UK Making Wild Animal Circus Acts a Thing of the Past
By: Jessica Christensen
In the fifties and sixties, Anne the elephant was a star. Covered in exotic and embellished headgear, crowds would form just to catch a glimpse of her being led off of the train.
Fast forward to 2011, the world learned the heartbreaking reality behind her behavior. Over a month of footage was taken that exposed repeated, unimaginable abuse.
Anne, like all other animals in circus acts, endured whips, electric prods, bullhooks, and starvation in her training. The leaked footage caused a surge in public outrage. According to the UK government consultation, 94.5% of the UK citizens were in favor of prohibiting wild animal acts.
Along with painful training techniques, circus animals often live their entire lives in cramped, unsanitary living conditions, and are forced to perform.
And now 60-year-old Anne, peacefully residing at Longleat Safari Adventure Park in Wiltshire, England, may live to see the ban of wild animal circuses in the UK.
Information on the ban
January of 2020 will see the UK joining over 40 other countries that have officially banned wild animal acts in circuses, and from this point onwards, no new licenses will be issued.
Since the passing of higher animal welfare regulations in 2012, the number of circuses using wild animals in their acts has remained low. The two remaining circuses in the UK affected by this ban now have a two year warning to cease the use of the 19 animals covered under their licenses.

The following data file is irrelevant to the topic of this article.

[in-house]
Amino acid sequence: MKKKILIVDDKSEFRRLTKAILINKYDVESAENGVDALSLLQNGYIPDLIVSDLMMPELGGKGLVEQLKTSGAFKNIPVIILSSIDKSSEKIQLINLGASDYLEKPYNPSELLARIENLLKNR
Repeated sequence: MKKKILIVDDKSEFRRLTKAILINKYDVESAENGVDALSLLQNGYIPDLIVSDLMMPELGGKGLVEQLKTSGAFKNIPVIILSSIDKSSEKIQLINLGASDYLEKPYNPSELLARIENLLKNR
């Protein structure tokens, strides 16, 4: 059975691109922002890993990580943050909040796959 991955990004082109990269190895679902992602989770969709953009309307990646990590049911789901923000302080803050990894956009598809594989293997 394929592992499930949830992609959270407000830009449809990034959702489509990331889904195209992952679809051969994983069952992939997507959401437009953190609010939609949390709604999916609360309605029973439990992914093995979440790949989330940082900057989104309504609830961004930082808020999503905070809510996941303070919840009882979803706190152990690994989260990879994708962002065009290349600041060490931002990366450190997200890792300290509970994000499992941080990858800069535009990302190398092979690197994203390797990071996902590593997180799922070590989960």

“Having campaigned to stop circus suffering around the world for over 20 years, we’re delighted that a ban is finally imminent,” said Jan Creamer, President of Animal Defenders International, “Circuses cannot meet the needs of animals in small, mobile accommodation and ADI has repeatedly documented suffering and abuse. We congratulate the UK Government on consigning this outdated act to the past where it belongs.”
Change is happening now
2017 saw the end of Ringling Bros. and Barnum & Bailey Circus – America’s most popular traveling circus. Although dozens of US cities including New York and Los Angeles have taken the lead and banned wild animal acts, they are still common throughout the country.
Animal activism and public awareness are crucial components needed to change legislation to further the ban of wild animal acts. Here are some ways to help hasten the movement:
- Don’t support circuses or any show that use animal acts
- Discuss the issues with family and friends
- Raise awareness by running ads, flyers, and street chalking (where it’s allowed)
- Find local animal activist groups and participate in the demonstration with peaceful leafleting and public outreach
- Let the local news media outlets know when and where the protest will be